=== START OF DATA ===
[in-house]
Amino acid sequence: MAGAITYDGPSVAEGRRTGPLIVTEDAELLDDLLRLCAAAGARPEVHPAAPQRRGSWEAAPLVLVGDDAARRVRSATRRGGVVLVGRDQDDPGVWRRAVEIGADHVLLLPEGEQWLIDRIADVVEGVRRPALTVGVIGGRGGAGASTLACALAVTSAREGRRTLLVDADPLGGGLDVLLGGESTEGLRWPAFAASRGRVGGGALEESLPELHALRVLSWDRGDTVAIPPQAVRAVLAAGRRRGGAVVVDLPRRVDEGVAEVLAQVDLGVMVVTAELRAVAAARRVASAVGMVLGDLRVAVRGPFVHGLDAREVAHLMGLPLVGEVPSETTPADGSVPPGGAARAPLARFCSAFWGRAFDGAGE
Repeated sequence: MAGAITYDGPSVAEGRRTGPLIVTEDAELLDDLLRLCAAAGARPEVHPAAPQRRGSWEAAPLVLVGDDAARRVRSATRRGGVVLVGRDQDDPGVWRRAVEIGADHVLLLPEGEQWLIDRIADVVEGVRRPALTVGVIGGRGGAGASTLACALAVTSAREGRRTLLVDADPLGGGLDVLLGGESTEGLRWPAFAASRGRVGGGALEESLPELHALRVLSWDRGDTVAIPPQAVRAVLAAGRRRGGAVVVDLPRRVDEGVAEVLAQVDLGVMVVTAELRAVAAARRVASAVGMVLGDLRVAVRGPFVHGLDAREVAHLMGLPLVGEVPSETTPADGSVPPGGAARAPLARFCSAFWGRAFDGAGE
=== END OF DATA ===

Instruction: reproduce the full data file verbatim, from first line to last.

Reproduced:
[in-house]
Amino acid sequence: MAGAITYDGPSVAEGRRTGPLIVTEDAELLDDLLRLCAAAGARPEVHPAAPQRRGSWEAAPLVLVGDDAARRVRSATRRGGVVLVGRDQDDPGVWRRAVEIGADHVLLLPEGEQWLIDRIADVVEGVRRPALTVGVIGGRGGAGASTLACALAVTSAREGRRTLLVDADPLGGGLDVLLGGESTEGLRWPAFAASRGRVGGGALEESLPELHALRVLSWDRGDTVAIPPQAVRAVLAAGRRRGGAVVVDLPRRVDEGVAEVLAQVDLGVMVVTAELRAVAAARRVASAVGMVLGDLRVAVRGPFVHGLDAREVAHLMGLPLVGEVPSETTPADGSVPPGGAARAPLARFCSAFWGRAFDGAGE
Repeated sequence: MAGAITYDGPSVAEGRRTGPLIVTEDAELLDDLLRLCAAAGARPEVHPAAPQRRGSWEAAPLVLVGDDAARRVRSATRRGGVVLVGRDQDDPGVWRRAVEIGADHVLLLPEGEQWLIDRIADVVEGVRRPALTVGVIGGRGGAGASTLACALAVTSAREGRRTLLVDADPLGGGLDVLLGGESTEGLRWPAFAASRGRVGGGALEESLPELHALRVLSWDRGDTVAIPPQAVRAVLAAGRRRGGAVVVDLPRRVDEGVAEVLAQVDLGVMVVTAELRAVAAARRVASAVGMVLGDLRVAVRGPFVHGLDAREVAHLMGLPLVGEVPSETTPADGSVPPGGAARAPLARFCSAFWGRAFDGAGE